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# APIENTRY ?

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if APIENTRY defined as __stdcall ? i didn''t find any documentation, neither in www, nor in any include-file or the msdn... if i don''t explicitely define a calling convention, which one is used for function calls ? (think, it should be __stdcall, but don''t know for sure...) let''s say i declare a function pointer... void (*function)(int a); ...and set its address manually (i.e. by loading a dll / getprocaddress())... when i make a call to function(1), which calling convention will be used THEN ? i had some problems assuming, that it''ll be __stdcall, but maybe someone can tell me...

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Default calling conventions:

C function : _cdecl
C++ function : _stdcall
C++ member method: _thiscall

APIENTRY is defined as _stdcall, or defined as a null symbol.

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APIENTRY is defined in windef.h.

I would expect the default calling convention to be __cdecl, but on Windows it more likely to be __stdcall.

I would suspect that in the case of using GetProcAddress, the calling convention would be the same as the function obtained. However, GetProcAddress returns a FARPROC which is defined with the WINAPI calling convention (__stdcall) and I don''t think a cast changes that.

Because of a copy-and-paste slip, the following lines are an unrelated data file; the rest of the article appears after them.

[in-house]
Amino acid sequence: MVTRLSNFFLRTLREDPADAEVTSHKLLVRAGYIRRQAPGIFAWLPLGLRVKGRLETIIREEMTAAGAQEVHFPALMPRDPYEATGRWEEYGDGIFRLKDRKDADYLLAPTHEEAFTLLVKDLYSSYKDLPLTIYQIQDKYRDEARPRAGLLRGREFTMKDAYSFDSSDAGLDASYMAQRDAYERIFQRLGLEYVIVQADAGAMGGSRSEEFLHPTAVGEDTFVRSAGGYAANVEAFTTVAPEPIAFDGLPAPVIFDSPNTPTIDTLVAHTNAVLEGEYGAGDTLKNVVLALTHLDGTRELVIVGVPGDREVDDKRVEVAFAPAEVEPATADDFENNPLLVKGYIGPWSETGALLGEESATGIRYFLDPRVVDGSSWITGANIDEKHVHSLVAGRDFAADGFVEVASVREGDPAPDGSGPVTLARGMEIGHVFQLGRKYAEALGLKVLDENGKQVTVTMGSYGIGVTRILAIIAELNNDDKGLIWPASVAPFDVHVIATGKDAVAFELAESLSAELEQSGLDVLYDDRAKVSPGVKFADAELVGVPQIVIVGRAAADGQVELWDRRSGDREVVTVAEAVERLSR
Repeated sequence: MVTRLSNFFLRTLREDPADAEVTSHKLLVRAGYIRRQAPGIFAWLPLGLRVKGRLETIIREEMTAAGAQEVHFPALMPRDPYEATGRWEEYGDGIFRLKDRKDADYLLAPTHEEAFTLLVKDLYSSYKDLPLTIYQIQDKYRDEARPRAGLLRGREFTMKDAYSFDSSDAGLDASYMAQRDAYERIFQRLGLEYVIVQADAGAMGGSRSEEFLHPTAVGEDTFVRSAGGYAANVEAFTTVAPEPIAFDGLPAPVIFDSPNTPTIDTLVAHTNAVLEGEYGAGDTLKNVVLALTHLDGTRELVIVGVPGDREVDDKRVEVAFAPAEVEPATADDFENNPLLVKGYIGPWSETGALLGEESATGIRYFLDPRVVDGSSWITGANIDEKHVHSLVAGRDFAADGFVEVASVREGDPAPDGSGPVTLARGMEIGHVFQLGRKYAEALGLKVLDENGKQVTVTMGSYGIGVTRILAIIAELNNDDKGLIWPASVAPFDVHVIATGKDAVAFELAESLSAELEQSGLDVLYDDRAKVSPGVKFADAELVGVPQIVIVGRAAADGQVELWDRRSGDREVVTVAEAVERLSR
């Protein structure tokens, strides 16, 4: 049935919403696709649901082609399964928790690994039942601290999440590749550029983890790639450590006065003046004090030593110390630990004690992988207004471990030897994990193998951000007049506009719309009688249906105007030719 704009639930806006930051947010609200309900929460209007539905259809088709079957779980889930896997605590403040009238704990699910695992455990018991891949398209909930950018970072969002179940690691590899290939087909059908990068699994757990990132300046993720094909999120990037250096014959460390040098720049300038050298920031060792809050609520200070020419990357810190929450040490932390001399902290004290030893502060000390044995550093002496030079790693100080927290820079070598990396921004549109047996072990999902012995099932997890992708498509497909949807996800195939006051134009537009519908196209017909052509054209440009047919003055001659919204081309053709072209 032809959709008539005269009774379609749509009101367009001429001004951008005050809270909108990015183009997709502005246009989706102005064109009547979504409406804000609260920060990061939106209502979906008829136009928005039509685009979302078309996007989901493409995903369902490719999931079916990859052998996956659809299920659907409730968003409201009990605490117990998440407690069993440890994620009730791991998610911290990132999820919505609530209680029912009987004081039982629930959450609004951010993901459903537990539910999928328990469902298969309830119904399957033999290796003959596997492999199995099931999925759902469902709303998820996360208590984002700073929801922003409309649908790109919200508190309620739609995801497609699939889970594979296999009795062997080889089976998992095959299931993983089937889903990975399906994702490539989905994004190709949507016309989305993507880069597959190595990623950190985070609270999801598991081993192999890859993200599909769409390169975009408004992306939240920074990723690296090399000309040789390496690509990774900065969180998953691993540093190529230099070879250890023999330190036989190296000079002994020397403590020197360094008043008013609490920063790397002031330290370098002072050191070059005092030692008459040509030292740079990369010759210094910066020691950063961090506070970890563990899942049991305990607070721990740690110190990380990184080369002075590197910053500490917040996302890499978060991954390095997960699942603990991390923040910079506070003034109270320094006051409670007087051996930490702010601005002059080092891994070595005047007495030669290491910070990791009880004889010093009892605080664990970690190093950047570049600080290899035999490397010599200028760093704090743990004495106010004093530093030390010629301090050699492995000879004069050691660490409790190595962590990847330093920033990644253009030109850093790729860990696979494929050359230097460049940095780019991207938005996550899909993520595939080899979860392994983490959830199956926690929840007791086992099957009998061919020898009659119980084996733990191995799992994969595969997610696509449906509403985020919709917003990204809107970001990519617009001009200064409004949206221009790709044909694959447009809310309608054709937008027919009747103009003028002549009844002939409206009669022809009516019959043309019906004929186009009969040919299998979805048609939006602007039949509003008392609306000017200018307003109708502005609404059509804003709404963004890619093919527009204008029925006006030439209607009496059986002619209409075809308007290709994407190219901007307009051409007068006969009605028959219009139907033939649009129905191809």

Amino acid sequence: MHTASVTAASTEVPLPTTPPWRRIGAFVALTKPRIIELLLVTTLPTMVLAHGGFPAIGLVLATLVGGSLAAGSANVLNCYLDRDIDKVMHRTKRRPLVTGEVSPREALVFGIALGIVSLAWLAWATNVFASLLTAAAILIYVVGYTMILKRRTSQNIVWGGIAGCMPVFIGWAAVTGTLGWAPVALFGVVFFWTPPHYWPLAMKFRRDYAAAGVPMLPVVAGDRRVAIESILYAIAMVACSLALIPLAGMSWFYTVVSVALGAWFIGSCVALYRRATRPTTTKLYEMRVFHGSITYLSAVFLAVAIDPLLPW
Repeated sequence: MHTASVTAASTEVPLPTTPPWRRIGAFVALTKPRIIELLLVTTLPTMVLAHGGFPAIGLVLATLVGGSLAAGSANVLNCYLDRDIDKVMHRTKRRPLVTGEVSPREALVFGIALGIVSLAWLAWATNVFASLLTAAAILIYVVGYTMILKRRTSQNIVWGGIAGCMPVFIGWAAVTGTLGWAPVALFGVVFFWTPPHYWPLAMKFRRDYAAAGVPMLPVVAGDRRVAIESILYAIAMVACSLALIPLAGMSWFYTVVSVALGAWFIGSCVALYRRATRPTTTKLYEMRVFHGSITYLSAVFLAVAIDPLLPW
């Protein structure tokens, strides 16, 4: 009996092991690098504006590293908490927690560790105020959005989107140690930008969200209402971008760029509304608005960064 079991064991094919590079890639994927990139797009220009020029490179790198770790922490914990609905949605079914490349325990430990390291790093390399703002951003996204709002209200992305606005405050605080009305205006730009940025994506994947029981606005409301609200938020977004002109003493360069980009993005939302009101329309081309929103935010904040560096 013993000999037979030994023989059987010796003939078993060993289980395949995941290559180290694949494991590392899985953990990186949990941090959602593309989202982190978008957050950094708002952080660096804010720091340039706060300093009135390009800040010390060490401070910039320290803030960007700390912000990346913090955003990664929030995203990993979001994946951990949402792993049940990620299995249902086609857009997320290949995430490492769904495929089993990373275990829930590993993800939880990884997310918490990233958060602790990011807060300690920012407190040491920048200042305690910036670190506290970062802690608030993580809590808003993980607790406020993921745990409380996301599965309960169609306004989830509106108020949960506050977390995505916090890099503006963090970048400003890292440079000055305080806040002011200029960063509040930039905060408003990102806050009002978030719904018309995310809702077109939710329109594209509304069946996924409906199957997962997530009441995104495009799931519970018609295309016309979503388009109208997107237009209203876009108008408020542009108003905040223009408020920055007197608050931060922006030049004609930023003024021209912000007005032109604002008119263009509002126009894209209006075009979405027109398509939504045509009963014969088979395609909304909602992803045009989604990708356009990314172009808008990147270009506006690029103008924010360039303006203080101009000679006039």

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You can't cast away the calling convention; if you try to call a function through a pointer that has a different calling convention, you could corrupt the stack and all sorts of wierd things can happen.

The calling convention is really only an issue if you are working on the same project with different compilers and/or different versions of the compilers, i.e. MSVC.NET + MSVC4. This also poses a problem if you distribute a library to someone using a different compiler or a different version of the same compiler.

In those cases you should use a preprocessor define to specify which calling convention you wish to use:
# define MYAPIFUNCTION __stdcall
As far as the Windows defines related to calling conventions (i.e., APIENTRY, CALLBACK, etc.) you can avoid most of them without any immediate problems. However, when Windows goes 64-bit, your code will be much easier to port if you simply stick with the calling conventions Windows tells you to use for Windows-specific functions such as WinMain.

The calling convention for these special functions may change, and people who used the right preprocessor definitions can simply recompile their code for the new environment.

[edited by - null_pointer on July 18, 2002 3:42:05 PM]

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